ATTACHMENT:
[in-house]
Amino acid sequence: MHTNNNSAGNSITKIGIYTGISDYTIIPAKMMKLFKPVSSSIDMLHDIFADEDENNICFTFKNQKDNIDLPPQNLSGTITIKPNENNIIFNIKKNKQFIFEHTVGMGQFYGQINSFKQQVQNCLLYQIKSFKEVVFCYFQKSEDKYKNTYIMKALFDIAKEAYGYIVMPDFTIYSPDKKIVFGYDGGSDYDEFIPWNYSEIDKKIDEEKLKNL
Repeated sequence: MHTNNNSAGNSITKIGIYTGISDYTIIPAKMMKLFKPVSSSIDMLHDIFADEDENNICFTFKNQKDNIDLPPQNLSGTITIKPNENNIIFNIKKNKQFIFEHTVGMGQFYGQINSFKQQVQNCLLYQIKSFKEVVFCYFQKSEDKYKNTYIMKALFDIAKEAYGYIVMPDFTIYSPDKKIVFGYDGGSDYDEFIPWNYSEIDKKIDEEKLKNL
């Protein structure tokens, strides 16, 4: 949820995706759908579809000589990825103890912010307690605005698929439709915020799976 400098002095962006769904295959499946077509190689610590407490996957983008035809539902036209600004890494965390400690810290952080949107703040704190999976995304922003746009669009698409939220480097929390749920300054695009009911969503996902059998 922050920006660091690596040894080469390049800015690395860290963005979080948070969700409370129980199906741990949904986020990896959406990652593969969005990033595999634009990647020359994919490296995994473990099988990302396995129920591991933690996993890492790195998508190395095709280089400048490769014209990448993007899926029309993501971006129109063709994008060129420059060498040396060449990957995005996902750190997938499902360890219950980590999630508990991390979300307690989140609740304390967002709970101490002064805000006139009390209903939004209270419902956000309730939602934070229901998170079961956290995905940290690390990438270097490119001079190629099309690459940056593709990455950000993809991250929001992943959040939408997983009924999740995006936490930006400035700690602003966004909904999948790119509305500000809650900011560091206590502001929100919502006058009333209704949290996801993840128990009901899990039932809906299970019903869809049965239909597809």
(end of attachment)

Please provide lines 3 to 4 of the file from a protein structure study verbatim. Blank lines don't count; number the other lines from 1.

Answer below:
Repeated sequence: MHTNNNSAGNSITKIGIYTGISDYTIIPAKMMKLFKPVSSSIDMLHDIFADEDENNICFTFKNQKDNIDLPPQNLSGTITIKPNENNIIFNIKKNKQFIFEHTVGMGQFYGQINSFKQQVQNCLLYQIKSFKEVVFCYFQKSEDKYKNTYIMKALFDIAKEAYGYIVMPDFTIYSPDKKIVFGYDGGSDYDEFIPWNYSEIDKKIDEEKLKNL
């Protein structure tokens, strides 16, 4: 949820995706759908579809000589990825103890912010307690605005698929439709915020799976 400098002095962006769904295959499946077509190689610590407490996957983008035809539902036209600004890494965390400690810290952080949107703040704190999976995304922003746009669009698409939220480097929390749920300054695009009911969503996902059998 922050920006660091690596040894080469390049800015690395860290963005979080948070969700409370129980199906741990949904986020990896959406990652593969969005990033595999634009990647020359994919490296995994473990099988990302396995129920591991933690996993890492790195998508190395095709280089400048490769014209990448993007899926029309993501971006129109063709994008060129420059060498040396060449990957995005996902750190997938499902360890219950980590999630508990991390979300307690989140609740304390967002709970101490002064805000006139009390209903939004209270419902956000309730939602934070229901998170079961956290995905940290690390990438270097490119001079190629099309690459940056593709990455950000993809991250929001992943959040939408997983009924999740995006936490930006400035700690602003966004909904999948790119509305500000809650900011560091206590502001929100919502006058009333209704949290996801993840128990009901899990039932809906299970019903869809049965239909597809």